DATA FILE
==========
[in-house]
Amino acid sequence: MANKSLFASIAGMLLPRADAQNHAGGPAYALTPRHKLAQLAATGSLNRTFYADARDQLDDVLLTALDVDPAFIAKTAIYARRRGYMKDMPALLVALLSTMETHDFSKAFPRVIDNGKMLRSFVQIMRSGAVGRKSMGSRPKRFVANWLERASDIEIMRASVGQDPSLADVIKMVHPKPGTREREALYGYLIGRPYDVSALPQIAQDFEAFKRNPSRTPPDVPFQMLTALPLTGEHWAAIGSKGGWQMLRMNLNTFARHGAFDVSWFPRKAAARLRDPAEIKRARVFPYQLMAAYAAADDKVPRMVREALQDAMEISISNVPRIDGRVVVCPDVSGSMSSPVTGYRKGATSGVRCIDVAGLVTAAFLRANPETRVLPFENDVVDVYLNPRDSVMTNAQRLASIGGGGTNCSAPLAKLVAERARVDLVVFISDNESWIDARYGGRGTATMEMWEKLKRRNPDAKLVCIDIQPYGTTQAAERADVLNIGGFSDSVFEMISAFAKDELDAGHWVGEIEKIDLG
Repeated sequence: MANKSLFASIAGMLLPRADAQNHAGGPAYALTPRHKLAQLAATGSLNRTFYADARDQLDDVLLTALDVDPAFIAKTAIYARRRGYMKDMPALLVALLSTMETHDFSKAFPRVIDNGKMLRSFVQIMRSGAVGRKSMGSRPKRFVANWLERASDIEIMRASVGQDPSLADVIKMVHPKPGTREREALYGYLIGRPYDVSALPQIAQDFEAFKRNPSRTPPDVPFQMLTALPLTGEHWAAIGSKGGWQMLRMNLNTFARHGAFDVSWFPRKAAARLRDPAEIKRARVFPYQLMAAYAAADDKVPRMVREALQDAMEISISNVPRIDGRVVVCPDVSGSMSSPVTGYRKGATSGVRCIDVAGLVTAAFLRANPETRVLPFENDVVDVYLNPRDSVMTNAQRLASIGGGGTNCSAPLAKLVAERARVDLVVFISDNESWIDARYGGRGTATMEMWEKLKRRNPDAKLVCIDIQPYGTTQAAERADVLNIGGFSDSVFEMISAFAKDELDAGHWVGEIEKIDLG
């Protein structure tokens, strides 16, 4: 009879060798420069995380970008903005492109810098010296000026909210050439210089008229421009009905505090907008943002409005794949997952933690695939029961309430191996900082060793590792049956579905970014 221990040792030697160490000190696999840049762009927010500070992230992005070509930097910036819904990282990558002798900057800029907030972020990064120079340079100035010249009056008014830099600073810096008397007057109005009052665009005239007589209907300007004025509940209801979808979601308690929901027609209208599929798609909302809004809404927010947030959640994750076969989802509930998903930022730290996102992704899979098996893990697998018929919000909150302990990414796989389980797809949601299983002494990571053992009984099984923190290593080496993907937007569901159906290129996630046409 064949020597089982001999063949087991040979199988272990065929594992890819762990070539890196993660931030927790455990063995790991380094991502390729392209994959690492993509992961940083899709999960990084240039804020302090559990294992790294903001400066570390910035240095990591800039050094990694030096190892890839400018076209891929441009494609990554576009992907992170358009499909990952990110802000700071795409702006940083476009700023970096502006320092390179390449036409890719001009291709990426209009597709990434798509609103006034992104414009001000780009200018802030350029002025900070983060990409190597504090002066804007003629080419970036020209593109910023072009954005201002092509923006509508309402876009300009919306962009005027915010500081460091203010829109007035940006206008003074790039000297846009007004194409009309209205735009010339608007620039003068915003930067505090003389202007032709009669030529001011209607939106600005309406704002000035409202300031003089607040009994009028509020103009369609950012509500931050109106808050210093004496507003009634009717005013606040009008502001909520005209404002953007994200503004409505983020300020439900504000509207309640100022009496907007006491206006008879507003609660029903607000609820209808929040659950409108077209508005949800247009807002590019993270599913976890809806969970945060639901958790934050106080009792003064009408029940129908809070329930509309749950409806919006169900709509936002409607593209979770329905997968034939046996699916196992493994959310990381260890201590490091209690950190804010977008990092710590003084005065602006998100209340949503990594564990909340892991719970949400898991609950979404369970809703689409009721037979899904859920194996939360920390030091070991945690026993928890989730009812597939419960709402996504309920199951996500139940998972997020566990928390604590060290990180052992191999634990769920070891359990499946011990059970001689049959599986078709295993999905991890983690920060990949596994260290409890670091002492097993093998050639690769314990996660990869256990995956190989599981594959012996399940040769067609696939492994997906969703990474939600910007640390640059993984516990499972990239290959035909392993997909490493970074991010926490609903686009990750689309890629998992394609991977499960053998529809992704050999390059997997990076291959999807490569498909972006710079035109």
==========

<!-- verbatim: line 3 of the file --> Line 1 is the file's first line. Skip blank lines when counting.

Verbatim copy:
Repeated sequence: MANKSLFASIAGMLLPRADAQNHAGGPAYALTPRHKLAQLAATGSLNRTFYADARDQLDDVLLTALDVDPAFIAKTAIYARRRGYMKDMPALLVALLSTMETHDFSKAFPRVIDNGKMLRSFVQIMRSGAVGRKSMGSRPKRFVANWLERASDIEIMRASVGQDPSLADVIKMVHPKPGTREREALYGYLIGRPYDVSALPQIAQDFEAFKRNPSRTPPDVPFQMLTALPLTGEHWAAIGSKGGWQMLRMNLNTFARHGAFDVSWFPRKAAARLRDPAEIKRARVFPYQLMAAYAAADDKVPRMVREALQDAMEISISNVPRIDGRVVVCPDVSGSMSSPVTGYRKGATSGVRCIDVAGLVTAAFLRANPETRVLPFENDVVDVYLNPRDSVMTNAQRLASIGGGGTNCSAPLAKLVAERARVDLVVFISDNESWIDARYGGRGTATMEMWEKLKRRNPDAKLVCIDIQPYGTTQAAERADVLNIGGFSDSVFEMISAFAKDELDAGHWVGEIEKIDLG